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Presenter Bio: Michael Meyer

Mike has 40 years experience as an environmental consultant including the last 20 years in IAQ and mold testing. He has an MS from the University of Iowa (1978), ten years with the SD DENR, and twenty years as a senior project manager with a consulting firm. While with the firm, he started their IAQ and mold testing services. He began his own company, Mold Testing Services, LLC twelve years ago. He has performed mold and IAQ testing on >5000 buildings including houses, offices, schools, medical facilities, apartments & hotels. He has presented numerous talks on mold & IAQ. He is a member of ASHRAE, ISIAQ and IAQA. He is a certified microbial investigator (CMI) and has IICRC certifications in water damage and mold.

Presentation Description:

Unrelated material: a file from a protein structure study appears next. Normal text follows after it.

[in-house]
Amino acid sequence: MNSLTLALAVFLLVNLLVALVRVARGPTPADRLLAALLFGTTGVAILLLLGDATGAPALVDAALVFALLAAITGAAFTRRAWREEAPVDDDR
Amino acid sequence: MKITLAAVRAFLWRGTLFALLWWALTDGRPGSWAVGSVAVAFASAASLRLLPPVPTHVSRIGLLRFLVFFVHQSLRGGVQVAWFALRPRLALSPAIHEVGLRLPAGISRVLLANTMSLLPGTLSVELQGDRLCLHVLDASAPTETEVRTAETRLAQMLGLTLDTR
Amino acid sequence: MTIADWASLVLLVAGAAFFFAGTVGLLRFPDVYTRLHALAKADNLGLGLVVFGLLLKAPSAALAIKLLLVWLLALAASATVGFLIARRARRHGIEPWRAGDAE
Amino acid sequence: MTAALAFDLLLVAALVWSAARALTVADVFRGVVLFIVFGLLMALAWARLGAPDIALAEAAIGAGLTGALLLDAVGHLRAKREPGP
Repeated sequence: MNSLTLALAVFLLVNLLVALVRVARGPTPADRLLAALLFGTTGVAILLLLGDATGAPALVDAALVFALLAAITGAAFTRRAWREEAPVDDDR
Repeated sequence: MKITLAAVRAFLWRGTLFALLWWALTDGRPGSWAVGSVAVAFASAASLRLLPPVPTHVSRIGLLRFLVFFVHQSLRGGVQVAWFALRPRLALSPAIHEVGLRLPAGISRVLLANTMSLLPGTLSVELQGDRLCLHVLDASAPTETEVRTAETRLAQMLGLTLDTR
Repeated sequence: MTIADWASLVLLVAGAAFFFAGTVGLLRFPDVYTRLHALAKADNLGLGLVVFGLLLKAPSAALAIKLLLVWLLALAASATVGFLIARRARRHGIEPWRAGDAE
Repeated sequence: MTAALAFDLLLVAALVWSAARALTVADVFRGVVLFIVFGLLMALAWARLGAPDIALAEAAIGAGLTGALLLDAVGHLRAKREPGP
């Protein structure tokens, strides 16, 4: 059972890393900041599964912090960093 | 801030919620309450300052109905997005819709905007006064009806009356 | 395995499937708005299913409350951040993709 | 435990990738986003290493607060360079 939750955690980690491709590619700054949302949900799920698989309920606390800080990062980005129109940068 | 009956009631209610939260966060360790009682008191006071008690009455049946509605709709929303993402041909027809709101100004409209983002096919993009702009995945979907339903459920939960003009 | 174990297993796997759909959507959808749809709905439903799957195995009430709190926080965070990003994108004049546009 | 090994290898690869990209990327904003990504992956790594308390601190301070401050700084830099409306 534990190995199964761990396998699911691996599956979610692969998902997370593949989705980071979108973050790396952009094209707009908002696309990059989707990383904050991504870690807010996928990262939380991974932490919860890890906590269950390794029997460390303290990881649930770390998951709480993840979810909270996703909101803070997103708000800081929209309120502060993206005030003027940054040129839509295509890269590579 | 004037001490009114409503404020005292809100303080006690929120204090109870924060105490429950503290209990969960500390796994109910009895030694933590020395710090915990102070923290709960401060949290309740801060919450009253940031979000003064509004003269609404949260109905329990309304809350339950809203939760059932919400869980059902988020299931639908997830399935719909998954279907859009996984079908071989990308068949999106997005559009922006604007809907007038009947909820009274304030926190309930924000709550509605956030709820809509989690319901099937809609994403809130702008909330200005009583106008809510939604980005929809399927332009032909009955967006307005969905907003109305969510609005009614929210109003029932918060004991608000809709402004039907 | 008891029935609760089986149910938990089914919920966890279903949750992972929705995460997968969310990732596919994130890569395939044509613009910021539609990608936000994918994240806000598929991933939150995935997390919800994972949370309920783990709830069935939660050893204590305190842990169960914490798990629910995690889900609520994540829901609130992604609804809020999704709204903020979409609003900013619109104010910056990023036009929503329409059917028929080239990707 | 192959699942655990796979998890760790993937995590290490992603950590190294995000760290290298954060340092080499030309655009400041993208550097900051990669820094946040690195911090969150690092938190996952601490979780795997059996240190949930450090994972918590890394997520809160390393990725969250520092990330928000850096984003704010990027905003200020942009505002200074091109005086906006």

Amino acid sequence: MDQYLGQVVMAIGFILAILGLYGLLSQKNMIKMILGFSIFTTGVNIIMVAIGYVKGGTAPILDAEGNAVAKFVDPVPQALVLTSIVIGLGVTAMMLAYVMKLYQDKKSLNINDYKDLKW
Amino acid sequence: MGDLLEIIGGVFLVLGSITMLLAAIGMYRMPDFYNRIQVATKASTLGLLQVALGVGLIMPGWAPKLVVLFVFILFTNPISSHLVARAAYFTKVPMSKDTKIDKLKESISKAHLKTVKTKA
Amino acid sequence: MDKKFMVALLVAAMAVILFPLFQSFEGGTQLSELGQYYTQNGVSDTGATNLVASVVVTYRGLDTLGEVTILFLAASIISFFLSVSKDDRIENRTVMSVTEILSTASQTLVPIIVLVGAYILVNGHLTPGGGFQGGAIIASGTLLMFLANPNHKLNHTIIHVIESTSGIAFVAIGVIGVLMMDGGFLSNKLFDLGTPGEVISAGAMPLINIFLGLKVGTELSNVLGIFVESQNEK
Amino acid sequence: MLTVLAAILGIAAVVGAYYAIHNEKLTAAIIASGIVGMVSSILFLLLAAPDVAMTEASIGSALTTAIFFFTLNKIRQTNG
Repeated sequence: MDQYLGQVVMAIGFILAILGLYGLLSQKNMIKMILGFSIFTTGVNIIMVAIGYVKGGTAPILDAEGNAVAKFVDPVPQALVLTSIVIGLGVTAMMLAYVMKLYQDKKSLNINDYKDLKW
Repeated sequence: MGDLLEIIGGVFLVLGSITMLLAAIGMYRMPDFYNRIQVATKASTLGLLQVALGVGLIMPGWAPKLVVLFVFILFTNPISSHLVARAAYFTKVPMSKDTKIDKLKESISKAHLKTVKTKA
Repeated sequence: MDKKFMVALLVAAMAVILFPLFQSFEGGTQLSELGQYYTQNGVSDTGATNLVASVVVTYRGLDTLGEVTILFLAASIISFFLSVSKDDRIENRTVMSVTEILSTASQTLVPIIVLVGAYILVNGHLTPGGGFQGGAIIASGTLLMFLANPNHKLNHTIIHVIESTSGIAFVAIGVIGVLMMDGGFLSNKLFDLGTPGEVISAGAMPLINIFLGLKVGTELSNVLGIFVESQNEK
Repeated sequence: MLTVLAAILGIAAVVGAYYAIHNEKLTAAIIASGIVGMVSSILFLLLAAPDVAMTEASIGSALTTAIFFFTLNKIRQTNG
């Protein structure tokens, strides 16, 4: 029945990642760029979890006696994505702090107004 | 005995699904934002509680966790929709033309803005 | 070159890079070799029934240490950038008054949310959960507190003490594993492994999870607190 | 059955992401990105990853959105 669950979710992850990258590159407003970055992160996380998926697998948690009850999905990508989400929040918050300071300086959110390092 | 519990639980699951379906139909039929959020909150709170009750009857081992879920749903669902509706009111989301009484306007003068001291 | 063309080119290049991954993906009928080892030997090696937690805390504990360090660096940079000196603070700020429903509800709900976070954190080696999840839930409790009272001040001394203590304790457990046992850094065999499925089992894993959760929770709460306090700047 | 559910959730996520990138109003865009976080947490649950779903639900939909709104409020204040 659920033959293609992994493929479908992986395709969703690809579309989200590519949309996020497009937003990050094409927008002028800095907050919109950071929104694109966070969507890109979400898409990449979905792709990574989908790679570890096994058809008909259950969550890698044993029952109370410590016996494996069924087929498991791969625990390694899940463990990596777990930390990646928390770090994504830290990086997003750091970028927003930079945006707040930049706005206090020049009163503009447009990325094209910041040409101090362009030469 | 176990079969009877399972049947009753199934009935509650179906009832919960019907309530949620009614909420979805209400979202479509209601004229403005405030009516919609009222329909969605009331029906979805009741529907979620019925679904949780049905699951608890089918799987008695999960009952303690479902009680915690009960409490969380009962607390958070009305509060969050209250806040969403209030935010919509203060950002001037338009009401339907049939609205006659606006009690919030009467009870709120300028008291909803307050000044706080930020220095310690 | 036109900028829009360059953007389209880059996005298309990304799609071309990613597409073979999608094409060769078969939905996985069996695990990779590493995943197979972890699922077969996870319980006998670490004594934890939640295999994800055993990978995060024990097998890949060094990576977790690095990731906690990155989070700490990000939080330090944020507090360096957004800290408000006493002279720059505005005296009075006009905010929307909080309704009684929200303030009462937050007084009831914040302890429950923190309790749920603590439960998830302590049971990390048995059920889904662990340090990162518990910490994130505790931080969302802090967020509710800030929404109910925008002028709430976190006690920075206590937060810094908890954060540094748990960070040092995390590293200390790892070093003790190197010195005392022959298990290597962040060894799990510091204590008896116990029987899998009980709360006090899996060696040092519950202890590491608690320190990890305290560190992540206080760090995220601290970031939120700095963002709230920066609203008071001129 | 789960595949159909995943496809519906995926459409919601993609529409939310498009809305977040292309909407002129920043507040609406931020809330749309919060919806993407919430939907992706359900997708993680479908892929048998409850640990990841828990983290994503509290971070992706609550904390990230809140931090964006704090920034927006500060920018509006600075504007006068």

Airborne spore traps (Allergenco, Zefon etc) are widely used for mold assessments. These tests are quick and fairly inexpensive. They are widely used for health concerns, pre-sale, insurance claims, before & after water damage and mold clean-ups etc. But, there is disagreement over their interpretation and reliability. In some cases, consultants have misused the data. Based on >5000 mold assessments over twenty years, our experience is that these tests are usually reliable. Lab results can vary greatly depending on different labs, especially when using x400 versus x600-1000 magnification. Comparing control to problem areas using the same lab is often reliable. Results should never depend on a single test. Comparing outside to indoor tests can be useful but should not be used as a "standard". Many consultants consider >1000 spores/m3 of Aspergillus-Penicillium (at x600) to be a useful guideline for possible concerns. Sampling should be thoroughly documented with photos, sketches and notes. Spore trap cassettes need to be carefully labeled. In many cases, lightly disturbed sampling may detect concerns not noticed in standard (passive) testing. We offer several examples.